Former Guns N’ Roses bassist Duff McKagan has played for several bands, gone to business school, and become a writer for ESPN.com and the Seattle Weekly. Now he’s chronicled that journey through his new book “It’s So Easy (and Other Lies),” which was released Oct. 4.
The book (the “It’s So Easy” portion of the title is taken from a Guns N’ Roses song) was written after Playboy editor Tim Mohr, who edited a weekly column McKagan wrote for the publication, encouraged McKagan to tell his story. “It’s So Easy” chronicles McKagan’s beginnings growing up in a large family in Seattle on through to his life today as a member of the band Loaded, also called Duff McKagan’s Loaded, and his role as a husband and father of two.
McKagan was the bassist for Guns N’ Roses and has been a member of the supergroups Velvet Revolver and Neurotic Outsiders as well as the band 10 Minute Warning. He also briefly joined alt-rock group Jane’s Addiction. In the book, McKagan details how, living in his car in Los Angeles in the 1980s, he saw a wanted ad by someone named Slash who was looking for a bass guitarist. He then contacted the man who would be his future bandmate.
McKagan also discusses his drug and alcohol addictions, about which he said he got a wake-up call when he was in the hospital and his mother, who was suffering from Parkinson’s disease, came to visit him.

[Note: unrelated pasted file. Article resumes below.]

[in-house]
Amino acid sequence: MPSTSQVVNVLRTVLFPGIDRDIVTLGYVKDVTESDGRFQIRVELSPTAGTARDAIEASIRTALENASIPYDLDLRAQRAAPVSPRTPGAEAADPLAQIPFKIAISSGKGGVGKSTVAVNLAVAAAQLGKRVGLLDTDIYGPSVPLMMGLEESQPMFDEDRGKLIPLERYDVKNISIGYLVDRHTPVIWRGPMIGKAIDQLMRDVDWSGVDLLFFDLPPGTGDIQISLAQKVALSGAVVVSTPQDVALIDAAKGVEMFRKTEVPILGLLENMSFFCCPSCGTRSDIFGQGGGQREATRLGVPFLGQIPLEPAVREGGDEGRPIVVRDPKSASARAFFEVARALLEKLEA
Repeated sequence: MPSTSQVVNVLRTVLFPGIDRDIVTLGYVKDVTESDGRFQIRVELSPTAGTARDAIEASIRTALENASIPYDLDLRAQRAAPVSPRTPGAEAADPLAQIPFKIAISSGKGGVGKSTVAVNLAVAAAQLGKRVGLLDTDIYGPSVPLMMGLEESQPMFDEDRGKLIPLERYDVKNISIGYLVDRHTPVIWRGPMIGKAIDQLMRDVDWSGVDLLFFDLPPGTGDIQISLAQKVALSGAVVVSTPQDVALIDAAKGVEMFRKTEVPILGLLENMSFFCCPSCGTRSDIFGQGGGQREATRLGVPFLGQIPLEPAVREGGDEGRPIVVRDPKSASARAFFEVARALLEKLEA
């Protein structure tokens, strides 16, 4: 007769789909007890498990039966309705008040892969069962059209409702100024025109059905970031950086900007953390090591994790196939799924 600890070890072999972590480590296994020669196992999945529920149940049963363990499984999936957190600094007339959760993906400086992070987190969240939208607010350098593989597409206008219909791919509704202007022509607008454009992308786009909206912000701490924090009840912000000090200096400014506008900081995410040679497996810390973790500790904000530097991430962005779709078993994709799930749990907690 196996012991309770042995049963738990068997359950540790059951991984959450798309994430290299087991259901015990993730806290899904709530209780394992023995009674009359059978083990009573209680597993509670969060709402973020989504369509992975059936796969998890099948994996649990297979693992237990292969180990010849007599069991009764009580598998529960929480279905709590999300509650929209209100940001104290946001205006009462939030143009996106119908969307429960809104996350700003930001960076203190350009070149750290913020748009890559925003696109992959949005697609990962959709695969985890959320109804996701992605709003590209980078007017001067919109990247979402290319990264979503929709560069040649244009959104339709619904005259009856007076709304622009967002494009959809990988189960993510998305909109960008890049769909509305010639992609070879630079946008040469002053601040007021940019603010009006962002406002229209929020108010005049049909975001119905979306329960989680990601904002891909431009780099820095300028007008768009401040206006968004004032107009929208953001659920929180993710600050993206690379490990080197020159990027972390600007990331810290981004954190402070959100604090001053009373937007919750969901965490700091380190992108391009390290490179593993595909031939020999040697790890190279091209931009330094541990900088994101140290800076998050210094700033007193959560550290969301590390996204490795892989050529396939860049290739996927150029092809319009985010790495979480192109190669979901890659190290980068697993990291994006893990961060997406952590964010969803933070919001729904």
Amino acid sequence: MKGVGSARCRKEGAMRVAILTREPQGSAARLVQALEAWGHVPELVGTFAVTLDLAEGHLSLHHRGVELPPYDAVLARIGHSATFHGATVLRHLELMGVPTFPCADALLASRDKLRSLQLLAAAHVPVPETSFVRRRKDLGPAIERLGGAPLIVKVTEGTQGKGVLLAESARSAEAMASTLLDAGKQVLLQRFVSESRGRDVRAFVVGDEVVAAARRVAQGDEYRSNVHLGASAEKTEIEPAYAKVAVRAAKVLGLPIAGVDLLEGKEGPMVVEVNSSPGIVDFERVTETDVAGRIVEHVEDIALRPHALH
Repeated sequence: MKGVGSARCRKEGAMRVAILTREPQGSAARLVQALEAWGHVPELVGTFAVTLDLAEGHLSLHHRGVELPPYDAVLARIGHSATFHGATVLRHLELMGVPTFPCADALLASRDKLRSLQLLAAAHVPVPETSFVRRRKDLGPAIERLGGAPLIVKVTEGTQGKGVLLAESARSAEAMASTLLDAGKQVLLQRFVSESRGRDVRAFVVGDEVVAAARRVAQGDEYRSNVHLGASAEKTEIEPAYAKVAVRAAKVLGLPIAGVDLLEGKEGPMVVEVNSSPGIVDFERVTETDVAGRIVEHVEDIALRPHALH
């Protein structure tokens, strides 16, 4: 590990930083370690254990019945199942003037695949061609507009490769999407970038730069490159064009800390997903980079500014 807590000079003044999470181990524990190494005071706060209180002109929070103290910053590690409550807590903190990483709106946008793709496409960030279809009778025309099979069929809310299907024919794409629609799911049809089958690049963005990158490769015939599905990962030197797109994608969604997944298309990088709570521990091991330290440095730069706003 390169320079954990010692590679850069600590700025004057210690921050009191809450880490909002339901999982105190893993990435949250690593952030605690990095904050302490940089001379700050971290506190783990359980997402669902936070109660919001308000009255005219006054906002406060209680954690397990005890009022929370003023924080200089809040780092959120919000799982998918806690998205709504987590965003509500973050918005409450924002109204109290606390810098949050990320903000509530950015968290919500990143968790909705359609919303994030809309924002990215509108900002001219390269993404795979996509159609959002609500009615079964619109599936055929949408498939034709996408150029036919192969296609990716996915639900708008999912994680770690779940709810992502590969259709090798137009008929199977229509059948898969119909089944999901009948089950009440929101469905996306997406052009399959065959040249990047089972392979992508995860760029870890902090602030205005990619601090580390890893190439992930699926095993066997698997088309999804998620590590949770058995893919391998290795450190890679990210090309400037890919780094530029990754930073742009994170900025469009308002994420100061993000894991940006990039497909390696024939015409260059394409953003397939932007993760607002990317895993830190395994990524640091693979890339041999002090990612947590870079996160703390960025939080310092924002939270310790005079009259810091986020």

“She was suffering Parkinson's shakes and she was in a wheelchair,” McKagan, who credits kickboxing with helping to turn his life around, told the Associated Press. “I realized then and there that order of things was wrong. I was supposed to be taking care of her.”
McKagan told the AP he never thought his writing job for Seattle Weekly would last.
“I thought that maybe I would last a couple of weeks and I'd screw it up and they'd find somebody else,” he said. “But I really found a voice and I like it.”
McKagan has also formed the wealth management firm Meridian Rock, which helps musicians handle finances. He has two daughters.
“I am trying to enjoy this moment and be in the moment as much as I can,” he told the Seattle Times. “You don't have much time to reflect on what's left because you have to go to the paint store with your daughter and my dogs are hungry.”
Molly Driscoll is a Monitor contributor.